One of the most important things in life is to be seen, heard, and understood by others, especially when we attempt to share our feelings with them. If that experience is missing, even the smallest negative incident can become life shattering. 

In my work with clients, I do ultimate best to listen and understand with compassion and empathy. I consider it the foundation of trust, which is so important to any psychotherapy, regardless of the professional modality. 


Psychoanalytic Psychotherapy

Within psychoanalysis, I prefer what is called the “intersubjective” approach. Moving away from Freud, this approach believes that our sense of self is developed and maintained within the context of relationships. 

The therapeutic relationship is no exception. Within the context of our relationship, we can safely explore the issues you are struggling with. Meaning is created through both our contributions. This mean that I don’t pretend to complete neutrality, nor do I believe that my beliefs are in any way truer than yours. 

In our work, I can help you uncover and reflect on how your past and present are in dialog, and how early experiences may be impacting on your present life. This can help you develop a new and better sense of why you became the person you are, to deal with struggles both originating in childhood or earlier life phases and those more firmly anchored in your present life. Ultimately, our work can help you create the kind of future you wish for yourself.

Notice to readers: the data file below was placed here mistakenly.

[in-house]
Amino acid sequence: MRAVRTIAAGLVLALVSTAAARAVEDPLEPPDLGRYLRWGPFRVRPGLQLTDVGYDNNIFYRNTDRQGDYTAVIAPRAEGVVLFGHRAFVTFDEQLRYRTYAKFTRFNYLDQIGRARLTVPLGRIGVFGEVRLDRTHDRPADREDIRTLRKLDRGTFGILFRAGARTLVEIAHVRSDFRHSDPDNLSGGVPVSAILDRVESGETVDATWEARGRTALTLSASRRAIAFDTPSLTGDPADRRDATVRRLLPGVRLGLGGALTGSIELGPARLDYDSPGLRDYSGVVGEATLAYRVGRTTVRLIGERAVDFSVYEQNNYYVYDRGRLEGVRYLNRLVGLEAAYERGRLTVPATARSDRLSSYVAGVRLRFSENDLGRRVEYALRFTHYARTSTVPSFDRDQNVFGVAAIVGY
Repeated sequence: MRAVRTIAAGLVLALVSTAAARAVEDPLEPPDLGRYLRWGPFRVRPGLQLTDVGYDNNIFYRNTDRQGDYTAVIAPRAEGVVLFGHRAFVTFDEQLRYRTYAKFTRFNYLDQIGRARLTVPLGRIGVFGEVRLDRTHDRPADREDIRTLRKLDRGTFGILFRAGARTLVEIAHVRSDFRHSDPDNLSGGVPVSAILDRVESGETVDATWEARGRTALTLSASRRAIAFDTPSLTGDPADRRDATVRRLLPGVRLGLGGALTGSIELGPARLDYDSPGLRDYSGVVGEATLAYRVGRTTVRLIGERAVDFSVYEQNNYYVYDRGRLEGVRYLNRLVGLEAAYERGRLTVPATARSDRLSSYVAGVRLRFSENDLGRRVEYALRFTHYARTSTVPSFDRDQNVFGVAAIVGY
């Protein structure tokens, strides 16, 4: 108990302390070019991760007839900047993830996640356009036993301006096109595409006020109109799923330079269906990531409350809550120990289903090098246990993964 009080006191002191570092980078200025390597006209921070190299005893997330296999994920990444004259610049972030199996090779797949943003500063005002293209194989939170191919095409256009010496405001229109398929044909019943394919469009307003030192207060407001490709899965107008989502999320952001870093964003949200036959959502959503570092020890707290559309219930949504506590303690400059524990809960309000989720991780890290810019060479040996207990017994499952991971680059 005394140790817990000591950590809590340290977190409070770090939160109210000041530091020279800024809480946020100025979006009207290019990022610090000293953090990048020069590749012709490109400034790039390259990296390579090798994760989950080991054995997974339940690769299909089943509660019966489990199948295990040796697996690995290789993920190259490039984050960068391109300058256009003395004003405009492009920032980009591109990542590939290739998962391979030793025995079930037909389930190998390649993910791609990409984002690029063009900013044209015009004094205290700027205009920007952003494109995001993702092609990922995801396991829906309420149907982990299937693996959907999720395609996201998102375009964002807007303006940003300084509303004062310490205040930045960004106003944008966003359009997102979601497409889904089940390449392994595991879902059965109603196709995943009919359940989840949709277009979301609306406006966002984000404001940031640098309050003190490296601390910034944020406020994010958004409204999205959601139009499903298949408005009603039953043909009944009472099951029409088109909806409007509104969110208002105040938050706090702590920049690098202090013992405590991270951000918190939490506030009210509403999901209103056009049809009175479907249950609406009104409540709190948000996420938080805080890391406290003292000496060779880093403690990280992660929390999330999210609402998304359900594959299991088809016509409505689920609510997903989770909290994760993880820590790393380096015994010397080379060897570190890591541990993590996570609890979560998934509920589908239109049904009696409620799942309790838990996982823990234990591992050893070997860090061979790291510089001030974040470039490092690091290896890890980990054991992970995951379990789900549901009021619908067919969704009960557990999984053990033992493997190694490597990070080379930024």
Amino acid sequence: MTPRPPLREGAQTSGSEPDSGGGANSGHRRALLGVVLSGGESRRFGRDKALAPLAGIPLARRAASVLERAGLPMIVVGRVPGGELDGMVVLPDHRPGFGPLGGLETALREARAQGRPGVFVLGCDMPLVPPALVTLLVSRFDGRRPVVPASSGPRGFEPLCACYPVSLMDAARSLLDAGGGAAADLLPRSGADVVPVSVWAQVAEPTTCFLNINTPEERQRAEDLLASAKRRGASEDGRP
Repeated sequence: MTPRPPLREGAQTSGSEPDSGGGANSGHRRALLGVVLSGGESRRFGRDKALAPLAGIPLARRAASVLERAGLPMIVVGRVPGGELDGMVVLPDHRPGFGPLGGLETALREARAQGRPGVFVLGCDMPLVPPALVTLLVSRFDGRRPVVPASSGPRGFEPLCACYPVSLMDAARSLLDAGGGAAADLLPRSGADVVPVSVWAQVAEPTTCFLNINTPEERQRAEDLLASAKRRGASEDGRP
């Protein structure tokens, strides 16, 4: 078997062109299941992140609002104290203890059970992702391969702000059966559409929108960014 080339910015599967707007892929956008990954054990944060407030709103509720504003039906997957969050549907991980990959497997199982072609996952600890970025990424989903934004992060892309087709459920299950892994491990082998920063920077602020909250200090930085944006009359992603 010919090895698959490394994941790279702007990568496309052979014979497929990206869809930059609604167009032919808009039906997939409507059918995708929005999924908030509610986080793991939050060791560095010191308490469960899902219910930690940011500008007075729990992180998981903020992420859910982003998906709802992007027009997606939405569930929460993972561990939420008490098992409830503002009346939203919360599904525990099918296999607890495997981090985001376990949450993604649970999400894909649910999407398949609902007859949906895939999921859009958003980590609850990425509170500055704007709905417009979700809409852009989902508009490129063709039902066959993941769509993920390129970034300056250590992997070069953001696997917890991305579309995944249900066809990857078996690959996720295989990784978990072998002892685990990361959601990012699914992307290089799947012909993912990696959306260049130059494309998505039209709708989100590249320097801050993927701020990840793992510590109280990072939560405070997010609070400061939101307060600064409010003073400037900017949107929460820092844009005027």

I tend to be creative and try to incorporate humour and some playfulness into my more reflective and serious therapeutic work with clients. I believe that psychotherapy should not be an arduous ordeal, but rather a safe and gratifying journey towards a better life. 

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Not everything is accessible through words. Words can fall short of emotional experience, and we often struggle to express our innermost feelings. This is especially relevant to traumatic experiences, which are not remembered in the same way as most other experiences. They therefore impact on our daily life in a way that we have difficulty understanding and regulating. 

Merely talking about your struggles has limitations, and I may therefore suggest integrating EMDR into our work. This kind of therapy uses bilateral stimulation to help process traumatic, distressing or anxiety related memories. It can also help you deal with anxiety, depression, or distress in the present. EMDR can effectively enhance our work and will help you towards a deeper healing of traumatic wounds. 

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